I hadn’t realised how long I’d been away, and if you asked me ever so hard, I’m not sure I know why now broke the writer’s block, but people have been sweet, so thank you. I think it helped with Audre here. Having another female Anglican voice was somehow comforting – again, don’t expect me to say why, it just was.

I’ll apologise here for the passive-aggressive tone in some of my early responses on Newman. I don’t mean to come across that way, and don’t know I do it, so thank you to Phillip and C for both, courteously, pointing it out. As I said to Phillip, I will try to be good rather than be good at being trying! I have been reading back a bit, and would like to thank Nicholas and C who have done a great job of keeping this going, as well as Scoop and others who’ve played a noble part.

Writing, and reading a blog, as I discovered, is either a routine you get into, or it doesn’t happen at all. Is that just me? I say that because I find the same is true of prayer. Prayer can seem an odd thing to outsiders. If God knows everything we need, why are we telling him? If God is omnipotent, why do we have to praise him and flatter him all the time? Such questions and comments fail to understand prayer, and I want to say why I think that.

Prayer is, for me, tuning into the God who is always there, and it’s about nurturing the relationship I have with him. That’s where church is vital to me, as the church is Christ’s. Routine helps me here in two ways. I pray the same three Offices every day at about the same time: Morning Prayer; Evening Prayer and Compline. It was C who recommended the habit to me and I am grateful. It helped me overcome two of my natural reactions to private prayer, one of which was that it was a bit of chore when I was tired or busy and couldn’t think what to say, and the other was an anxiety to try to be good for God and in some way win his approval. The words of Common Worship provide me with a text which I have come to love, and in the repeating of the words, I find they mean more to me; it is as though whatever ‘tuning in’ is happening deepens. It’s the same when listening to a beautiful piece of music, the more you play and listen, the more you get out of it. My prayer seems to me to become part of a bigger and ongoing prayer and the more I do it, the closer I feel I get.

And that’s where the bit about adoration comes in. When I say the Psalms or the Litany I’m not flattering God, I’m simply expressing my love for him. Prayer is who I am at those moments, it takes me deeper into the reality of Jesus. I feel as though I am stepping into an ongoing conversation. I marvel at God’s love and his glory. Its why I like that bugbear of some, icons. I look at him in my icons, in the same way I look at the Eucharist when, in church, I practice Eucharistic Adoration; looking is important. As some saint or other (someone here will know) once said about prayer: ‘I look at him and he looks at me.’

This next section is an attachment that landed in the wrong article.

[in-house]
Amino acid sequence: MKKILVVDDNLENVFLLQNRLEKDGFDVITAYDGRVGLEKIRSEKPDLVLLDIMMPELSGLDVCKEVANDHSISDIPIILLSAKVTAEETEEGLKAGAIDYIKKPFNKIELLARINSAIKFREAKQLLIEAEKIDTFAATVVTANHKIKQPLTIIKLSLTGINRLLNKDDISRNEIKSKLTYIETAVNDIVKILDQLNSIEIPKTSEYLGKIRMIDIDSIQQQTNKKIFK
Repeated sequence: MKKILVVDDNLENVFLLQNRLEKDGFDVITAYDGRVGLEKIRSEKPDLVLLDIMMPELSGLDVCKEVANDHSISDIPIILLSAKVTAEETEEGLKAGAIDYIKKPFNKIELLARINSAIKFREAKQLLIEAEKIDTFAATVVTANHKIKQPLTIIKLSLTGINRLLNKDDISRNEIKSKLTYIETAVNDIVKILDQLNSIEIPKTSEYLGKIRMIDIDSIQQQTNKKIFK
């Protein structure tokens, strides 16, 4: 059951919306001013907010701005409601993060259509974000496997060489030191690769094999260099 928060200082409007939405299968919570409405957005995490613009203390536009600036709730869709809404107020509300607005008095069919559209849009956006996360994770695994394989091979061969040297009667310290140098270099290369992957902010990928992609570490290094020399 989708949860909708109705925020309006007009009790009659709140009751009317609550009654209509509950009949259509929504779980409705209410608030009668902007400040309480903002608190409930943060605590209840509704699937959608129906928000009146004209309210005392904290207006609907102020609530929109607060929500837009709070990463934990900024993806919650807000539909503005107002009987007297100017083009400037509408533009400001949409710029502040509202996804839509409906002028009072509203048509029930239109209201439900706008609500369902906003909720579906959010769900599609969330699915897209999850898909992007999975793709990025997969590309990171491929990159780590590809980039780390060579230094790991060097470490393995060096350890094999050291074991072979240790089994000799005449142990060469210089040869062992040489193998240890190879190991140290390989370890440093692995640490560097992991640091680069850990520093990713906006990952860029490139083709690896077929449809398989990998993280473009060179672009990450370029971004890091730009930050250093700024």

I love him and in those precious moments I can feel the love he has for me. I repent of my sins, but they pale because the overwhelming feeling is of his love and connectedness. I can set aside, because he has, my sins and concentrate on being in his presence, feeling his gaze on me, bathed in love. That’s the point I offer up my prayers for others, not because I think he doesn’t know, but just because being human, that’s the way I express my love for others too. And even though I am often alone in my room when I pray, I know I am praying with the whole church, here on earth and in heaven – so it seems natural to use ‘we’ rather than “I.’

Prayer is the way the church gives me to deepen my communion with Jesus, and I think of my beloved George Herbert’s poetry and want to finish this little piece with a poem of his which expresses all I just tried to say much better than I can:

Prayer the church’s banquet, angel’s age,

God’s breath in man returning to his birth,

The soul in paraphrase, heart in pilgrimage,

The Christian plummet sounding heav’n and earth

Engine against th’ Almighty, sinner’s tow’r,

Reversed thunder, Christ-side-piercing spear,

The six-days world transposing in an hour,

A kind of tune, which all things hear and fear;

Softness, and peace, and joy, and love, and bliss,

Exalted manna, gladness of the best,

Heaven in ordinary, man well drest,

The milky way, the bird of Paradise,

Church-bells beyond the stars heard, the soul’s blood,

The land of spices; something understood.